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It was a win. But today is a new day and the problems my loved one faces are very real. So the question is, “Will I choose fear TODAY, or will I choose peace and trust?” Choose this day who you will serve, and for your own sake don’t make a friend of fear!

Living Intentionally

I set out to write a post recently, however, as I was feeling contemplative and even a little morose, the result was not fitting for this blog. (Seriously, I was going to insert Richard II’s speech about the deaths of kings and the hollow crown. It might have something to do with watching a great deal of Shakespeare lately.)

ANYWAY, I decided that I needed a more positive outlook. So, I worked out, made myself a cup of tea and I’m feeling much better, thank you.

I was recently reminded of my desire to be awesome. And of the world’s desire for me to be more awesome. (Thank you Kid President.) Therefore I decided that if I’m truly going to be more awesome, I’d better set some goals. How else will I know if I’m on the right track?

When I was in the 7th grade, my teacher made us set 50 goals. At the time that number seemed outrageous. Truthfully, I made some of them up, not caring if I accomplished them or not. But the point is, those goals helped me to strive towards doing things with my life that I always thought would be cool. And some of them I have checked off.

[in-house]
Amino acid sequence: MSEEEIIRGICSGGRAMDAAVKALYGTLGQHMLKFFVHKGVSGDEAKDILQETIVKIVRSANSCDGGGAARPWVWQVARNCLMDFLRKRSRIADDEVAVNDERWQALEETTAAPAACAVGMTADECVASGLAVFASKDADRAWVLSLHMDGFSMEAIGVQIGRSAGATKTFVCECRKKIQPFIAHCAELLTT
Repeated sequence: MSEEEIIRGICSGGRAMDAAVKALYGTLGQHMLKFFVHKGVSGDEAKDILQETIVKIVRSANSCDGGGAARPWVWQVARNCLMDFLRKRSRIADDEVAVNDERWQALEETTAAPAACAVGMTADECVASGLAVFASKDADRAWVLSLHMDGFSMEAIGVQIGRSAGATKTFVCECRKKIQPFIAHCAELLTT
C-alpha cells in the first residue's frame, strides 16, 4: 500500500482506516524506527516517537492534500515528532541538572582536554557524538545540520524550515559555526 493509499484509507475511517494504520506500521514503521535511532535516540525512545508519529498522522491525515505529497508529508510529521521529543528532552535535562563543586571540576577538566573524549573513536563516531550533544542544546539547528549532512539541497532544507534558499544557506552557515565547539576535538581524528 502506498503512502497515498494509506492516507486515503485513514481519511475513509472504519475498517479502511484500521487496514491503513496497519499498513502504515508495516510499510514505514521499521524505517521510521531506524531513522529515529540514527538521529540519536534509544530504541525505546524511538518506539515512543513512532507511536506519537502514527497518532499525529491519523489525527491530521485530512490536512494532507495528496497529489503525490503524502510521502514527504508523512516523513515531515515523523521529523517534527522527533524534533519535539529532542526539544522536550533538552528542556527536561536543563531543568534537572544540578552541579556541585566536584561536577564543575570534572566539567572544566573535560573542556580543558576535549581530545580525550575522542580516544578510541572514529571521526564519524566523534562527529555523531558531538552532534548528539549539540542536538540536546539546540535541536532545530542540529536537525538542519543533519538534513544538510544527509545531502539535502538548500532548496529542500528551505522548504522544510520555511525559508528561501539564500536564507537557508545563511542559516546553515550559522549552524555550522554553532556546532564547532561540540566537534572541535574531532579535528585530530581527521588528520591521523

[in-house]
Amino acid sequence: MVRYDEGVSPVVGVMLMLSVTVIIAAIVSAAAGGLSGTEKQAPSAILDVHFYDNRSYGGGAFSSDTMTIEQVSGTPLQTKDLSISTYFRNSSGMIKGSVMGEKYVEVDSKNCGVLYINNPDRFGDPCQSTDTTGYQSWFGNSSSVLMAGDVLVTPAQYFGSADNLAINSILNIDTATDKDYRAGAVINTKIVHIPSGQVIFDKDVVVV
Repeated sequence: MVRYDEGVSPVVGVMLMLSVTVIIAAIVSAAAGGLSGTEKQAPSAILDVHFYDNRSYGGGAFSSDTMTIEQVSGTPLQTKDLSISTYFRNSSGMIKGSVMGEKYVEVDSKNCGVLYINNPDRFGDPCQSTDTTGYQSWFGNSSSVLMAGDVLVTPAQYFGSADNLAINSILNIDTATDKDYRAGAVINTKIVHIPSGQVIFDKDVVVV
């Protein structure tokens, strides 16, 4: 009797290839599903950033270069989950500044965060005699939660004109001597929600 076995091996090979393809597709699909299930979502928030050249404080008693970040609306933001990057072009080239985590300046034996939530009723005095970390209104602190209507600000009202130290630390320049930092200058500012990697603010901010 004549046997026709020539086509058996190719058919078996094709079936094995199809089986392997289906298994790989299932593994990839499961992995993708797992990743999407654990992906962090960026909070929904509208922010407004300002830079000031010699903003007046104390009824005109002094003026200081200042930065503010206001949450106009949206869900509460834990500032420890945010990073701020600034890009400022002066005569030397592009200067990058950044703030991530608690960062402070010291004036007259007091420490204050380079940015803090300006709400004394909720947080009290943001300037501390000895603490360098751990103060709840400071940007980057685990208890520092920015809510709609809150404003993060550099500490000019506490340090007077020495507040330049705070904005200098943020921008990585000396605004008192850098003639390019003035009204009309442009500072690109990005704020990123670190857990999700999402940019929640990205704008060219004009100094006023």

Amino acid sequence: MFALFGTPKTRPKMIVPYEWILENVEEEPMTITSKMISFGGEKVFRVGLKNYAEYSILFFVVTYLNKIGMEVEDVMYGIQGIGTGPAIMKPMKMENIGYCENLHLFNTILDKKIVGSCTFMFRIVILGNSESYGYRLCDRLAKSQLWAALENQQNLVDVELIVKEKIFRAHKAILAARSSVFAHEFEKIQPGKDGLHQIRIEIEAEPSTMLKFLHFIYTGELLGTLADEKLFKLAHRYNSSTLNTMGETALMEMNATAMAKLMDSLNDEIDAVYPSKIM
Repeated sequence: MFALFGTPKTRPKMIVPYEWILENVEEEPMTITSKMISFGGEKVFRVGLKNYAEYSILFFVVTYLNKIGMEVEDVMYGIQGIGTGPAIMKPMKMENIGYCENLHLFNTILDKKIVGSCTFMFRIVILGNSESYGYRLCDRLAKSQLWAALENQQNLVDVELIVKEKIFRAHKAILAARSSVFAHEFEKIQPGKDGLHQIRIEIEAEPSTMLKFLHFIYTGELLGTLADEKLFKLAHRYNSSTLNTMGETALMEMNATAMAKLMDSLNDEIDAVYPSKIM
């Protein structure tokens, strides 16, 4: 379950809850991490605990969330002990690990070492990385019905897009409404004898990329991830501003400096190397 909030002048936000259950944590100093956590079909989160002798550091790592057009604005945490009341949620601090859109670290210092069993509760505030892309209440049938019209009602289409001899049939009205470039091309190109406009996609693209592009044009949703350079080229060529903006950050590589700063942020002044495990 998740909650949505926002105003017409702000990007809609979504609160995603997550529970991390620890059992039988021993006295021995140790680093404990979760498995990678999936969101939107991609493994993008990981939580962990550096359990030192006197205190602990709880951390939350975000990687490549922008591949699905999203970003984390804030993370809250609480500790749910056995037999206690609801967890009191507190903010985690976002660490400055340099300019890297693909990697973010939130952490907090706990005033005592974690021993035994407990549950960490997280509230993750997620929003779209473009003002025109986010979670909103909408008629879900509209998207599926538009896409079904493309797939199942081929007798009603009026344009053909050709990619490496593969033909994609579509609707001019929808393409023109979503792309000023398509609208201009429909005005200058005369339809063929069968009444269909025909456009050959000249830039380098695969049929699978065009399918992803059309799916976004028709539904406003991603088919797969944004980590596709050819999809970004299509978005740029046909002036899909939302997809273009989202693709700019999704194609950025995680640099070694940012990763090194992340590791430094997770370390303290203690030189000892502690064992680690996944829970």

Here are a few goals accomplished from my 12 year old list (and the photographical evidence to prove it!) :

Photographed the Eiffel Tower

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I went skydiving

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I went on an African safari

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…and a few others.

However, I have NOT yet

become fluent in Spanish, German, and French :)

Complete a marathon (really, 12 year old me?)

 written a book

Do you remember that movie The Kid? Basically, Bruce Willis’ character meets his younger self at a pivotal moment in both their lives. When the kid learns that as a grown up he is unmarried, hasn’t become a pilot and doesn’t have a dog he cries with despair, “So basically I grow up to be a loser!”

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Moral of the story? Set goals–and DO them!

So here we go. I challenge you to write down 50 goals for yourself. Call it a bucket list if it helps. Then, if you’re really feeling serious about doing these things set a deadline. If that feels like too much pressure, then set about to accomplish at least one new goal each year. If you run out of ideas look to the projects you’ve posted on Pintrest or the books on your wish list at Amazon.

You know that I wouldn’t ask you to do something that I wouldn’t do myself, so I typed up a list of 50 goals myself. Here are just a few:

Learn to cook from an Italian mama

Go to at least two live performances each year

Learn to make an awesome soufflé (Ever since I tasted a leek and goat cheese souffle that my brother ordered in London, it’s been my dream!)

Work for Stephen Moffatt (The genius writer who writes Dr. Who and Sherlock.)

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How Back to the Future May Have Changed Mine

Last weekend I had the pleasure of attending a movie on the lawn of a friend’s house. We had so much fun eating tacos and watching Back to the Future. Do you remember that film? Honestly, what I had remembered was Michael J. Fox shredding Johnny B. Goode on the electric guitar.